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Friday, July 24, 2009

GABRIEL VIARDOT - MASTER CRAFTSMAN

Opium Bed 1885

Ah, this is what I was looking for when I stumbled upon Pauline Viardot the other day. I have no idea if Gabriel was related to Pauline but the dates suggest that he could have been from her husband's family. On a recent Antiques Roadshow, an armoire was presented and attributed to Gabriel Viardot, so I checked him out. I love the colour of the leather in the above bed; it matches the wood perfectly.

Gabriel Viardot - Sculptor in wood (French, 1830-1906)
Viardot inherited his family workshop. He is remembered for his Asian style furniture, the carved animals, masks of lions, twisting smakes, the mother-of-pearl inlay, geometric patterns, gilded bronze and brass ornaments; a theme very popular in the 1850s but, one would say, 'over-the-top' today. Not to my taste entirely but I wouldn't sell an inherited piece!

End of Opium Bed

Viardot's creations were very successful, he exhibited widely, including the Crystal Palace, London, in 1851 and won four medals -

- in the 1867 Paris Exposition universelle
- a silver medal in the 1878 Paris Exposition universelle
- the gold medal in the Antwerpen International Exhibition in 1884
- a gold medal in the 1899 and 1900 Paris Expositions universelles

and, as well as being a participant, was also a jury member for exhibitions in Paris.
'Pagode a the' Table
Maple-sycamore tinted mahogany,
rosewood, gilt bronze and mother-of-pearl

In the second half of the 19th century, he developed a taste for fantastic visions, in which were included animals coming from old and remote worlds such as dragons, or salamanders.

Gabriel Viardot was famous for the fine quality and refinement of his pieces. He provided mainly a clientele of amateurs, aesthetes and collectors coming from the artistic circles (Monet, Debussy), the world of finance and high administration.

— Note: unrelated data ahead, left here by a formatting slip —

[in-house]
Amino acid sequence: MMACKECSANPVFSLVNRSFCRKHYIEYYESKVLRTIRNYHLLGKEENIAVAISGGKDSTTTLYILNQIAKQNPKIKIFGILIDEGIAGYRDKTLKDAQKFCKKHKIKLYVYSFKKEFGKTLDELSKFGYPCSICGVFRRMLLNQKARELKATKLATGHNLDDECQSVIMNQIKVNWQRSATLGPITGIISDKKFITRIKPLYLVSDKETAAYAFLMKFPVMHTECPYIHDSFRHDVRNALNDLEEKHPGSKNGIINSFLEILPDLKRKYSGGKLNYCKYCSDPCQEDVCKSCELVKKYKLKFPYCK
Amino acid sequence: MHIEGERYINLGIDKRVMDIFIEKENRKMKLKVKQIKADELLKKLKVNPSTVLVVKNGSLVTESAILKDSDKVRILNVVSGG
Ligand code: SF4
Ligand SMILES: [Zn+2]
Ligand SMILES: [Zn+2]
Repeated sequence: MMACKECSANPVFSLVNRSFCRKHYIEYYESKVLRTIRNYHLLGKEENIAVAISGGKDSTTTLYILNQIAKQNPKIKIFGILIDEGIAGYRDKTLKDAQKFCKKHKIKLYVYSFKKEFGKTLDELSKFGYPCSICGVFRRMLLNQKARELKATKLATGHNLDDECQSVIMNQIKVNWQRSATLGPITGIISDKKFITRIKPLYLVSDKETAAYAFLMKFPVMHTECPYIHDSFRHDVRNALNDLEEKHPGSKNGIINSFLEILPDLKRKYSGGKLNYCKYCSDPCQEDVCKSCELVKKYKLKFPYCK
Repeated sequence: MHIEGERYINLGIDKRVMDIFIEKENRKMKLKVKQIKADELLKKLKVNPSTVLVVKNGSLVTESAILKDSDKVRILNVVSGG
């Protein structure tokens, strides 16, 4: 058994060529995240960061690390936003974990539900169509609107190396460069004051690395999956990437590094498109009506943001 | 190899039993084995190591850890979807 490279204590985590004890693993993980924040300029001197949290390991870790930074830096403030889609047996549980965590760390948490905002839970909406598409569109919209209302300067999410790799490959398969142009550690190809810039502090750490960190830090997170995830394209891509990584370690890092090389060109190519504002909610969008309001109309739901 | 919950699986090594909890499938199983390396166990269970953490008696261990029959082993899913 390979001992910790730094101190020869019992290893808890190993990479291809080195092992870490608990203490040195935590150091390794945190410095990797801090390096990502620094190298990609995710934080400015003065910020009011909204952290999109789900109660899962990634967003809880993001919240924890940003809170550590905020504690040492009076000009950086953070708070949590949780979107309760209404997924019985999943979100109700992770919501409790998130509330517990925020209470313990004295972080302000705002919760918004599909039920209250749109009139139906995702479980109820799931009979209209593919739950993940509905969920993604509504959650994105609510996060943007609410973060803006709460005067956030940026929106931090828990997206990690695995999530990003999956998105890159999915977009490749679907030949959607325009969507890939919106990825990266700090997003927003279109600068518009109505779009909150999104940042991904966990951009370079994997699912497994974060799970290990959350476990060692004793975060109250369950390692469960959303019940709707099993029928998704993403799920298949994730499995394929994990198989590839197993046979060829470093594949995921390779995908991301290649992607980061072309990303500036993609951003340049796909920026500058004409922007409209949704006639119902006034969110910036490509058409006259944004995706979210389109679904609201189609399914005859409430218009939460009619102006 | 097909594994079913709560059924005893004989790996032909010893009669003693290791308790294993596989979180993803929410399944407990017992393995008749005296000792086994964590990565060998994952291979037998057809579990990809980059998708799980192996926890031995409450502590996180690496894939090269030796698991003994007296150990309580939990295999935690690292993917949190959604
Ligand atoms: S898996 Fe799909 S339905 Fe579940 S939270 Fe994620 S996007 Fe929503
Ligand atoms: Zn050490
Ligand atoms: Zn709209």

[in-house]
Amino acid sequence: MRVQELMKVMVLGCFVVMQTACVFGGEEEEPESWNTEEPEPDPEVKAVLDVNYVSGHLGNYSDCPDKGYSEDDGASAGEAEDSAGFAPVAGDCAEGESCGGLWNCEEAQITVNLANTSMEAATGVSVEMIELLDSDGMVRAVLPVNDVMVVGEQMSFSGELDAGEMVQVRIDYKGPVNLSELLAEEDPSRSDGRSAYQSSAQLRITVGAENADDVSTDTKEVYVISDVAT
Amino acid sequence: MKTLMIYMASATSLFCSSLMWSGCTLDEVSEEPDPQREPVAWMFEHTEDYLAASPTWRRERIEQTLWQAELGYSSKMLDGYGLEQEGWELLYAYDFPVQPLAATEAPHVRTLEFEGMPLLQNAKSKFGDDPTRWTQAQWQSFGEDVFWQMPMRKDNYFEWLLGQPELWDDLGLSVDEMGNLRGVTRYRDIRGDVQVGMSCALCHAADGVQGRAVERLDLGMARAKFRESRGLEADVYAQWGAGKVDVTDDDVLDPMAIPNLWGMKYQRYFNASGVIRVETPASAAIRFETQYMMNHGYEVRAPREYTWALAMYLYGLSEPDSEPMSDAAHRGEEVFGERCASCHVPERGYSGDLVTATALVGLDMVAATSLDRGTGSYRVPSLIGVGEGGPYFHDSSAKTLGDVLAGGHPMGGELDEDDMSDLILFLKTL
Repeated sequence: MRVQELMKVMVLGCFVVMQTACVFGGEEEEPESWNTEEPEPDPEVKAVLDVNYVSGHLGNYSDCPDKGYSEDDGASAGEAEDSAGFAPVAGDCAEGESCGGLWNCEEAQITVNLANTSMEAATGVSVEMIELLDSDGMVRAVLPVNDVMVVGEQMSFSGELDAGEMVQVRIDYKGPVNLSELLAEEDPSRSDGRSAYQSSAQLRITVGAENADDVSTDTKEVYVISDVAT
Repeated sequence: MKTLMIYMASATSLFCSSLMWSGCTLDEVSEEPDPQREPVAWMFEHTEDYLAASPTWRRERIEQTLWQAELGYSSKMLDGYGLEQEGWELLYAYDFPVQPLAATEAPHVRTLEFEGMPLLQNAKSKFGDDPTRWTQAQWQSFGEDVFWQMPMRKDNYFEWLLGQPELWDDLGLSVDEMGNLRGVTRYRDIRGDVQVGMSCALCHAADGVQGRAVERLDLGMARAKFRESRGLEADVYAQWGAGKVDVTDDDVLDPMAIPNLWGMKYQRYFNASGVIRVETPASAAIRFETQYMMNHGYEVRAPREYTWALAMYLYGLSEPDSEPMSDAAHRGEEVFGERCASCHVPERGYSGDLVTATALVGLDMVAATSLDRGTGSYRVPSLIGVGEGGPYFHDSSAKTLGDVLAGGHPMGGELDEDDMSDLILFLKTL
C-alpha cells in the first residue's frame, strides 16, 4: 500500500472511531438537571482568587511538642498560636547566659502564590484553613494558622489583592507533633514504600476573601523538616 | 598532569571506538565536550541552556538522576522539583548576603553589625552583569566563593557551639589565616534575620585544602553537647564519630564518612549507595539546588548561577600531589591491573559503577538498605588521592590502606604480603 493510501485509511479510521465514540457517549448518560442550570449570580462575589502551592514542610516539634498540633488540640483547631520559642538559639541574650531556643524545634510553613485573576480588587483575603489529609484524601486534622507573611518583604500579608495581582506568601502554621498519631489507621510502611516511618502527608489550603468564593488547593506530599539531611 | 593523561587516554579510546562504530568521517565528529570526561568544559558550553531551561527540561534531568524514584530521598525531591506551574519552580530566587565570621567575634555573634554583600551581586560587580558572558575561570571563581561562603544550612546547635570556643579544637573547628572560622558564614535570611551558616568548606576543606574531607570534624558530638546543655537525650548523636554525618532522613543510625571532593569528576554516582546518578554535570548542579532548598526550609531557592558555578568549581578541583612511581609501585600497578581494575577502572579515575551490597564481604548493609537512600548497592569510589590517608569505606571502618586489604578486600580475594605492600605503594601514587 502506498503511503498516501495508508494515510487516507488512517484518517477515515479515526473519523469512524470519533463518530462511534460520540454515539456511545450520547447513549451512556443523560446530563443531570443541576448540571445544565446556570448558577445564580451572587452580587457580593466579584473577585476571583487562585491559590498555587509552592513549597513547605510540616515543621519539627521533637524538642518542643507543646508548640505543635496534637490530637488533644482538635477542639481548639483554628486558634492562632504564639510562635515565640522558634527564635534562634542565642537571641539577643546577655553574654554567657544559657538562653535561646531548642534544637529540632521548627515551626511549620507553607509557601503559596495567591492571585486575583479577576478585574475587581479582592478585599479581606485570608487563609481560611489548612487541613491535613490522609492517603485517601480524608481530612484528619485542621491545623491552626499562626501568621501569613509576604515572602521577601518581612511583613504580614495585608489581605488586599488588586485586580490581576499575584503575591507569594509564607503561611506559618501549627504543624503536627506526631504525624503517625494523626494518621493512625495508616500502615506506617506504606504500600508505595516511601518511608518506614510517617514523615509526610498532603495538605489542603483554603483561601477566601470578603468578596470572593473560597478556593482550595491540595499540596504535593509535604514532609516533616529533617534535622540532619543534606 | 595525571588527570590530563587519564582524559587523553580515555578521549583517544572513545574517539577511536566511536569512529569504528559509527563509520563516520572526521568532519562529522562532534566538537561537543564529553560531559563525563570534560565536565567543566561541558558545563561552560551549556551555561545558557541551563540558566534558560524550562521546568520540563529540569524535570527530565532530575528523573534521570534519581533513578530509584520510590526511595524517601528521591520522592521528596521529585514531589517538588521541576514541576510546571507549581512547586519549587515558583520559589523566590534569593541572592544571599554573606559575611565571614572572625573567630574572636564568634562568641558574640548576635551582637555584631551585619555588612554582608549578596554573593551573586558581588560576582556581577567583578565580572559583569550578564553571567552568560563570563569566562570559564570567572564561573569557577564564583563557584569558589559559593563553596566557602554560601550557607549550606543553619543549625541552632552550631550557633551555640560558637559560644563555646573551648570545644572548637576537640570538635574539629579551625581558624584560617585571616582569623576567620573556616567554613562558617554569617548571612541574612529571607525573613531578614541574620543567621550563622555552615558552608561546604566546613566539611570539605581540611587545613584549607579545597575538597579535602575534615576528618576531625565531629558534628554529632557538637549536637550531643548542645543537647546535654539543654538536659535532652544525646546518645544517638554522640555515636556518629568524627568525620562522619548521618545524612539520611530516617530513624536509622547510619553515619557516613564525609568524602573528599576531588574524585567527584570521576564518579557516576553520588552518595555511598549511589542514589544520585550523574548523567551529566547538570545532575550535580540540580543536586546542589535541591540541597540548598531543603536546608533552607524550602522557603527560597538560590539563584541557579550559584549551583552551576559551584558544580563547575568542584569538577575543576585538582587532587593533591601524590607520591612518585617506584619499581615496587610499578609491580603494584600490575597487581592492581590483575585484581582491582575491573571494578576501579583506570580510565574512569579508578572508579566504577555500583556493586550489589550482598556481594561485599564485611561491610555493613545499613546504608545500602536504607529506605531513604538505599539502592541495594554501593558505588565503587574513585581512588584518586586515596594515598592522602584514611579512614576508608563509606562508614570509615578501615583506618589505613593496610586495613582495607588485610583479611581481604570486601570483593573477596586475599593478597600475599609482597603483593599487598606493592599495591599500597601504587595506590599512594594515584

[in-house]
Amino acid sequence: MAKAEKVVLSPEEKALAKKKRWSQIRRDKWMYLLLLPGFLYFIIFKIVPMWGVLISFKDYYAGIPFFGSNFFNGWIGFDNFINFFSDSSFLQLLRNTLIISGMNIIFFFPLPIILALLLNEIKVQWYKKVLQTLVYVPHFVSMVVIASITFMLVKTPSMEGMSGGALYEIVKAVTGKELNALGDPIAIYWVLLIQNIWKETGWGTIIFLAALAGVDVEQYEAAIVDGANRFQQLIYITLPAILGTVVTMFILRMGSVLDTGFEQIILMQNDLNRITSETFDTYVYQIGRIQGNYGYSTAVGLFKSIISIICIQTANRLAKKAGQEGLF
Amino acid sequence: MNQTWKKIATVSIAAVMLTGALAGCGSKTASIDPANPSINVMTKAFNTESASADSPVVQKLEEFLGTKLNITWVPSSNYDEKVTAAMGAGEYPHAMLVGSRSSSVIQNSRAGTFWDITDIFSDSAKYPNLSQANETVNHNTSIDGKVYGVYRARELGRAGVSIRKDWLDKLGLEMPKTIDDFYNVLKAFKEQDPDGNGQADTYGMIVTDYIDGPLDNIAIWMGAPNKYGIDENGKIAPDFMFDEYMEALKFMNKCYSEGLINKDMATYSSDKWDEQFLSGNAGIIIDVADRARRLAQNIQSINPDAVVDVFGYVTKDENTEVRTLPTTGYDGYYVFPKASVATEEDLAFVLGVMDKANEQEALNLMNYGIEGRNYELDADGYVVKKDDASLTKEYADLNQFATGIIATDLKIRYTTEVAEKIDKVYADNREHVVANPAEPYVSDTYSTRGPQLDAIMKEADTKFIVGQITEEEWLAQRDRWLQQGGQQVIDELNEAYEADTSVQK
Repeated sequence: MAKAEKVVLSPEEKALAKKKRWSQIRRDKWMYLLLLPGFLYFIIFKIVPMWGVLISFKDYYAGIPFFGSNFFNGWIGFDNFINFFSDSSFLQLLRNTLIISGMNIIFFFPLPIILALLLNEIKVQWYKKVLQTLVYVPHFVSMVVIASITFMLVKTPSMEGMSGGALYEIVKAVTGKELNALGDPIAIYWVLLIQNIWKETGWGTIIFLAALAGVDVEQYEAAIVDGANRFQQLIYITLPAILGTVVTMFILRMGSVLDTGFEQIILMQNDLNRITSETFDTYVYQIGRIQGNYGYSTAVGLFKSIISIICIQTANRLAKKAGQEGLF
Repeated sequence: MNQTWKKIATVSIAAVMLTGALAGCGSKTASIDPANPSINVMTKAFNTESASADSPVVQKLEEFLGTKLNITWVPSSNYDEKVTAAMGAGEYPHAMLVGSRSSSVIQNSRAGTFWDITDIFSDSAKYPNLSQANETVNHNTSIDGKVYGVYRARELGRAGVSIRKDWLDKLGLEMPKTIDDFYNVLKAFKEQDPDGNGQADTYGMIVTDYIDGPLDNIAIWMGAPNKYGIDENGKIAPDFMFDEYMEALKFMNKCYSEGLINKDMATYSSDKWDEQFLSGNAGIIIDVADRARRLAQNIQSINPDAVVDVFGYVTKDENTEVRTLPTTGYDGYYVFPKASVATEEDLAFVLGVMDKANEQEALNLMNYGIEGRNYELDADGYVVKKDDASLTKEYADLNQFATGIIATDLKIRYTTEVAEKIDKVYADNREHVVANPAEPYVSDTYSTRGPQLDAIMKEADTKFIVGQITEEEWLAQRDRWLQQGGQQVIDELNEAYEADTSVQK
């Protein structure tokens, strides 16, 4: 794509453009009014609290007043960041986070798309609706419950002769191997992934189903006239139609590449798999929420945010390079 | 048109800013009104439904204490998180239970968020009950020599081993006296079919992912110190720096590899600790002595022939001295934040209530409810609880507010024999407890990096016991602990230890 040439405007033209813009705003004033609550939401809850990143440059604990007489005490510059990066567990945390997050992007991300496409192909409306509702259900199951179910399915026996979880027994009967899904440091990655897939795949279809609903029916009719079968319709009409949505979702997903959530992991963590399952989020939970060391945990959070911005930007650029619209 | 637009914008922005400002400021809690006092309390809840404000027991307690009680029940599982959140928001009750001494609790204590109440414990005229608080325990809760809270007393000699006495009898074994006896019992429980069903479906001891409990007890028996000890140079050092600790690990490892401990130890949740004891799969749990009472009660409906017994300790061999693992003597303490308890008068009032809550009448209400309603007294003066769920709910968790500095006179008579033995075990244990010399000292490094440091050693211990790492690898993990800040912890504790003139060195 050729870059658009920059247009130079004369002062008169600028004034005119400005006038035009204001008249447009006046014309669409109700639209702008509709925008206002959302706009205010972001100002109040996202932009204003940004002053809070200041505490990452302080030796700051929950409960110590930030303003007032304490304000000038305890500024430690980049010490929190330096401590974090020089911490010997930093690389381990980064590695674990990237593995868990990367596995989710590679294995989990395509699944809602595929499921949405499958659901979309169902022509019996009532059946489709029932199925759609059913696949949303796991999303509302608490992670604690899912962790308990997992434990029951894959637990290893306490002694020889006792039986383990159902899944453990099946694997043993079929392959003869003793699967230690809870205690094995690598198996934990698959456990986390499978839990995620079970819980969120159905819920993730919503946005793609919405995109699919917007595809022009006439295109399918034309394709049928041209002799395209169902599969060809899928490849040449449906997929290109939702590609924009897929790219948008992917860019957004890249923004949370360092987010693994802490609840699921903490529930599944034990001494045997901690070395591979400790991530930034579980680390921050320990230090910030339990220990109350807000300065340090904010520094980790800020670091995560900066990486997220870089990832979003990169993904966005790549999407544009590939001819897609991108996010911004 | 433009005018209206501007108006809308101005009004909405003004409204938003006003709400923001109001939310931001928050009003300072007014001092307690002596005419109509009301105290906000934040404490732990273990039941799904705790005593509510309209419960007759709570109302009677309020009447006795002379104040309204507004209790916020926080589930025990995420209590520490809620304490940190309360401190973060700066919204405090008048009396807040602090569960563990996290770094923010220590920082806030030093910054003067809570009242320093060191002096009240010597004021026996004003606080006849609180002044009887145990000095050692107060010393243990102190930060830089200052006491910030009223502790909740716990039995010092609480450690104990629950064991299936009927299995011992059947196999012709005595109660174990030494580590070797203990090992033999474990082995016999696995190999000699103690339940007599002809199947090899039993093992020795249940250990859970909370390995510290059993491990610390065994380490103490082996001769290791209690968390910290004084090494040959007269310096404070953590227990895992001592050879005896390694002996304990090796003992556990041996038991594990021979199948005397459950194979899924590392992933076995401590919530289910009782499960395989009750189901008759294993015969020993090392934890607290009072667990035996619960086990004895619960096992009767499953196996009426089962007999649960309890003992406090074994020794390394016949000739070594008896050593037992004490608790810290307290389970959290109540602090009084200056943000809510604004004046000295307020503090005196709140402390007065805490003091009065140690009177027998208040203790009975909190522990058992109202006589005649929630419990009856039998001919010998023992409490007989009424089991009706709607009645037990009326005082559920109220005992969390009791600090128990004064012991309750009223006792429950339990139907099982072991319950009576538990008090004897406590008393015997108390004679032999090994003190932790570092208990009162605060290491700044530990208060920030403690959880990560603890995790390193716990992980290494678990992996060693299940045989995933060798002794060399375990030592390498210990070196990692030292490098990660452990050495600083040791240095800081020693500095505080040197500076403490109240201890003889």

'Another spectacular day bed carved as a reclining dragon stunned buyers at Sotheby's in London's Olympia in February 2004 when it fetched AU$56,000. A number of Viardot pieces have turned up in Australia over the past five years, though so far most have sold for sums below $5000. (Source)

6 comments:

Derrick said...

Hi Alaine,

Maybe he had been using the opium bed a little too much himself?! Certainly phantasmagorical!

Susan said...

Wow! That is some bed! Can you imagine the hallucinations the opium users who laid on that bed must have had when seeing the footboard? Yikes! They must have imagined themselves at the gates of hell!

Wonderful artist!

I love the birds in your new header!

Abe Lincoln said...

I have never seen anything like this before. It is beautiful.

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vicki archer said...

What incredible pieces; I am unfamiliar with this work so I was delighted to learn about such an artist. Derrick may have a point ....Enjoy the rest of your weekend, xv.

Alaine said...

Hello Vicki and thankyou. We've just returned home from five lovely days on the Gold Coast, where our son lives. Balmy weather and home to rain but we love it.

ruthie said...

oh my these are truly spectacular, so intricate & the colour so rich. i adore all that detail. thank you for posting